Courtesy of Skanska and Steve Jones
An archipelago of islands, the city of Stockholm is surrounded by water. Connecting two of those islands – Södermalm and the Old Town – is Slussen, an area that was created in the 17th century as a lock. Originally built as a means for easing navigation between the Baltic Sea and Lake Mälaren, Slussen is currently undergoing an upgrade by the city of Stockholm.
Rebuilt at least four times over the centuries, the area is home to Sweden’s second largest transportation hub. The reconstruction currently being undertaken is a complete redevelopment as the lock will be modernized as it is built anew. The most recent incantation of the lock, built in the 1930s, no longer suits the needs of a modern city. What was planned as a traffic junction atop the lock now sees over 486,000 travelers pass over it every day. Problems with the foundations as well as rusting reinforcements and crumbling cement made it clear that the Slussen lock and the area surrounding it needed reconstruction to better serve the community.
Rethinking Slussen: Planned as a meeting point
The redesign and new planning of the area responds to modern needs. The modernization of the lock along with the reconstruction of the quays and embankments is one of several projects by Skanska Construction.
After it is completed, the new lock will safeguard Stockholm’s drinking water supply from Lake Mälaren for the future. The Slussen area will become a central meeting point for residents, housing glass-facaded buildings that appear inviting to passersby and a plaza that can serve as a public meeting area. A new bus terminal and rethought means of transportation – both on land and via boat – will give more space to all means of traffic, including bicycles and pedestrians.
Locks, quays and bridges on the agenda
Even with advanced technology, constructing a lock where salt water and fresh water meet is never an easy undertaking. Skanska Construction took on the building of a new lock system and upgrades to the quays and embankments as one of several of the 25 sub-projects comprising the Slussen reconstruction. They’ll also be working on a main bridge over Söderström, drainage openings and other engineering structures that go into the overall remaking of the area in central Stockholm. The Slussen rebuilding project is owned and managed by the City of Stockholm.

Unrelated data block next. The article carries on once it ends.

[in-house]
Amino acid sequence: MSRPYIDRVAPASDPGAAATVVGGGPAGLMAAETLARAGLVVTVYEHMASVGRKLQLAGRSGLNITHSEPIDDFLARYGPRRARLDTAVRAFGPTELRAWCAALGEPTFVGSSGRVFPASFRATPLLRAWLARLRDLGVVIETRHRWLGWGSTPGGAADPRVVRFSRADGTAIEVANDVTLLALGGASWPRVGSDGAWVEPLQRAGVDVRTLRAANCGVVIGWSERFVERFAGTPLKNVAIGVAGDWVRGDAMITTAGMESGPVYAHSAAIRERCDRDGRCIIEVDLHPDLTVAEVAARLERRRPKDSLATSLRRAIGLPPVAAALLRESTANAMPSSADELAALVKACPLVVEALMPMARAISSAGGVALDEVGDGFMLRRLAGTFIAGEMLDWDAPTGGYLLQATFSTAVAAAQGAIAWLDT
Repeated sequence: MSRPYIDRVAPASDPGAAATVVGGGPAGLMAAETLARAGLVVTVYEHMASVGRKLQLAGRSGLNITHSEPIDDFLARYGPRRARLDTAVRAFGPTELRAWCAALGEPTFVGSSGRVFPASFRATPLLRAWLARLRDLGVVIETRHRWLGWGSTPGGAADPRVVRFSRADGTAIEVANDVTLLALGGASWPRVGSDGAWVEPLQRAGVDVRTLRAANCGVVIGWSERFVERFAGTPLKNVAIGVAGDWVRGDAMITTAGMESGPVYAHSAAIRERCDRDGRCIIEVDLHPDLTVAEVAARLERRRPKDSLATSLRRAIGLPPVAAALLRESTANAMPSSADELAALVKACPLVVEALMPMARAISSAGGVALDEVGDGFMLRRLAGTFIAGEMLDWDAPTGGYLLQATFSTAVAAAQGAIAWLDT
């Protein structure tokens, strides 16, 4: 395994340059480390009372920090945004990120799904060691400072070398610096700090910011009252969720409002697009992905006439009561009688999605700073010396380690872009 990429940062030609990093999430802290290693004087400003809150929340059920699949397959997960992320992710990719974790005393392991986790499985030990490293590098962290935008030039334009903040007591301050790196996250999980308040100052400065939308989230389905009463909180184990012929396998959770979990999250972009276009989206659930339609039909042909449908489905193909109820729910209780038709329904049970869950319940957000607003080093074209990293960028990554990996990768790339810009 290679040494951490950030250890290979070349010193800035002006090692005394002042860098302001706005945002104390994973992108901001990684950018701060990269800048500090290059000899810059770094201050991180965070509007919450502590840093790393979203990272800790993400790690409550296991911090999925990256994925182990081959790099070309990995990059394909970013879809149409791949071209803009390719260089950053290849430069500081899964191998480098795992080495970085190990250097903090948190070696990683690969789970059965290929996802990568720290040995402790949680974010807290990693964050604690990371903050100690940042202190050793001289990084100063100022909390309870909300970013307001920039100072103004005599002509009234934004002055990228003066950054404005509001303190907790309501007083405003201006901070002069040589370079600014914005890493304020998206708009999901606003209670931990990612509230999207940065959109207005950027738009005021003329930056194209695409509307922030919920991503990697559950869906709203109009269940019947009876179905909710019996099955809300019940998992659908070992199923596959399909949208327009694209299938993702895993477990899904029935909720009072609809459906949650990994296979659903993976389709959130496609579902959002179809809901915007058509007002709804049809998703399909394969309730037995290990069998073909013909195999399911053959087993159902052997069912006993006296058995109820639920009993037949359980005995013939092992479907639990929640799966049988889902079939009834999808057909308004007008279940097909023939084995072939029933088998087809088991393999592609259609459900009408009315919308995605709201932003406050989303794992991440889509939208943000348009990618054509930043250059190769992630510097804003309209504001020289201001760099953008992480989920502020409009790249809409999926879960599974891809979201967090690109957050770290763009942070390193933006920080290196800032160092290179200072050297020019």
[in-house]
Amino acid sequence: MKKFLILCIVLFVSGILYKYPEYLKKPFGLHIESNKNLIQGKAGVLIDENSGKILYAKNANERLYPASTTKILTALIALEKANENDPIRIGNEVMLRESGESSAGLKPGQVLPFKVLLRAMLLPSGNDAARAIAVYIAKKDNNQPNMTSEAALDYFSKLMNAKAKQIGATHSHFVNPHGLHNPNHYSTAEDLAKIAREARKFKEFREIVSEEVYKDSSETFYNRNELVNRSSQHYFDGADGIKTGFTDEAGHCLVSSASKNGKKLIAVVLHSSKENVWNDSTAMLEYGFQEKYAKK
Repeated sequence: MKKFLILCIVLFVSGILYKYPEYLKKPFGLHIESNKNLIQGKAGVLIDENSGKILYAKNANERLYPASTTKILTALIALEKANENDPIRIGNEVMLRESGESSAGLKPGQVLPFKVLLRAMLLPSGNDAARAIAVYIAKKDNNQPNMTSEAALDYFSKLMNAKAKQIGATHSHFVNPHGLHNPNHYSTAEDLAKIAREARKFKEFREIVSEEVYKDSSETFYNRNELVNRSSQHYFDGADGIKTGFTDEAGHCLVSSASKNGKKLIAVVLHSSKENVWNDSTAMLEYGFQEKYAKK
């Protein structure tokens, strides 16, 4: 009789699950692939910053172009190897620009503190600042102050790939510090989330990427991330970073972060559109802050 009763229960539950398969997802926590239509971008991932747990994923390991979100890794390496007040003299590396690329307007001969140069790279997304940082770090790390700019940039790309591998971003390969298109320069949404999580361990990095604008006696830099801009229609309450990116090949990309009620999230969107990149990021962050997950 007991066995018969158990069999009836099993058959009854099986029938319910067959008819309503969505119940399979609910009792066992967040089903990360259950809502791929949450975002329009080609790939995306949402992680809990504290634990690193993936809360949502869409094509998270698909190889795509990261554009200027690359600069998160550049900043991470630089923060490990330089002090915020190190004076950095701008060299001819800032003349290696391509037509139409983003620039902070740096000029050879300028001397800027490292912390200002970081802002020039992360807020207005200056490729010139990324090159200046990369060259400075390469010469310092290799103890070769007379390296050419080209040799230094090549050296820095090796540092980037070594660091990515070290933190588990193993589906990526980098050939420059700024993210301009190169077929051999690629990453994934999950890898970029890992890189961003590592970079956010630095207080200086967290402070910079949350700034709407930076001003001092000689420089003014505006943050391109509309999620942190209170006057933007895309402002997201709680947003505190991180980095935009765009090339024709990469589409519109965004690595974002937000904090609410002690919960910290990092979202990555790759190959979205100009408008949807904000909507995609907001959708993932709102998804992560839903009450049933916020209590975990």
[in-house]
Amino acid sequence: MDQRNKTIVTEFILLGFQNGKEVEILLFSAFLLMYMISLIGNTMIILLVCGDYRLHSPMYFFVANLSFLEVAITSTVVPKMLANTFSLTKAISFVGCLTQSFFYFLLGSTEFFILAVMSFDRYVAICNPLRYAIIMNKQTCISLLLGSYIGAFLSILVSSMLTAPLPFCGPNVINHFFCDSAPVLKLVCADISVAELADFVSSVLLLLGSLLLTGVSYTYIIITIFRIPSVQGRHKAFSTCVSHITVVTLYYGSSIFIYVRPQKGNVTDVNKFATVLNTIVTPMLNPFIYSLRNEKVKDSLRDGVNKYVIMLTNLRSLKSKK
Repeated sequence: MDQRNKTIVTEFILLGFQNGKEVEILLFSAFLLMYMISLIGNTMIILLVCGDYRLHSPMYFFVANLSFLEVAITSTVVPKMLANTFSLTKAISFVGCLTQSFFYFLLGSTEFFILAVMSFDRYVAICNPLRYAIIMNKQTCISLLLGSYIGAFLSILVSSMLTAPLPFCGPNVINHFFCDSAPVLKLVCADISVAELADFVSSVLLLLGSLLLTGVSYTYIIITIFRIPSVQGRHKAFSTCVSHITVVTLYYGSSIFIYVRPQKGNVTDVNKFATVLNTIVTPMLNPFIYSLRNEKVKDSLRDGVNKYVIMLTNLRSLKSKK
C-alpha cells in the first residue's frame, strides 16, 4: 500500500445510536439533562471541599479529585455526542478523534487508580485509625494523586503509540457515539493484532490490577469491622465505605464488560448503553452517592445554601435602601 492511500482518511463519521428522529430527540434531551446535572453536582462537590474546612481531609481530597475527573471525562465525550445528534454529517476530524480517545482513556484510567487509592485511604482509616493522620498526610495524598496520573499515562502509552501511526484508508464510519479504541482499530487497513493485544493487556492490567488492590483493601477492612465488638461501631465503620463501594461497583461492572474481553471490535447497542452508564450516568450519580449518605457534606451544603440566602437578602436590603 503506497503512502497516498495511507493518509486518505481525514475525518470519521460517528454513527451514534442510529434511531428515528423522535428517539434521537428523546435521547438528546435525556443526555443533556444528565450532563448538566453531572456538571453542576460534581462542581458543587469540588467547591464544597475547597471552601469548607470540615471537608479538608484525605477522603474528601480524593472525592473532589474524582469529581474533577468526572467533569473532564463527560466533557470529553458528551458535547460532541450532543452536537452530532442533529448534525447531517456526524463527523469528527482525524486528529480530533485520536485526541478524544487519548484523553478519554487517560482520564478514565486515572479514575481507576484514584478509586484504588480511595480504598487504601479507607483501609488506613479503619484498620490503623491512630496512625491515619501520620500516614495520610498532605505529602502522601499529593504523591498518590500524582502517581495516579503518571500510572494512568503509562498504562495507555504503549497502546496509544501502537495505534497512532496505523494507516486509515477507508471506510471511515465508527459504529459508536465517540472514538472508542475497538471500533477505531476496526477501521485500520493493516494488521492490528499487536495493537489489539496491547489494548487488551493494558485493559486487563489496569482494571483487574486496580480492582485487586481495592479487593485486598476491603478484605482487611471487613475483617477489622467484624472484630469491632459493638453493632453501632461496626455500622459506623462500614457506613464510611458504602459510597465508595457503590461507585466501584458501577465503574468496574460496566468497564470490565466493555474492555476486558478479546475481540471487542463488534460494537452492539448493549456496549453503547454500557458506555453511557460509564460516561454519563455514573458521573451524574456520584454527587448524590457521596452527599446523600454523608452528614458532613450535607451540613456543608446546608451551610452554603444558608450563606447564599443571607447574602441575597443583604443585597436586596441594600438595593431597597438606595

For use in the quays and embankment upgrades, Skanska has thus far ordered Outokumpu rebar in the 1.4162 and 1.4362 grades. “Stainless steel was specified as a material by our customer,” said Maria Lindström, Head of Communications on the Slussen project for Skanska. “This is one of the largest amounts of stainless steel rebars used for one project by Skanska Sweden ever.”
The rebar is a reliable stainless steel support recommended for use in coastal barrier construction and bridges to offer unprecedented long-lasting support in areas where corrosion due to chloride is a risk. With reduced maintenance necessary, this stainless steel rebar will prove to be of longer-lasting support, giving it price advantages over the long term.
While the project is still ongoing, the need for further rebar is clear, as the project is still several years out from completion.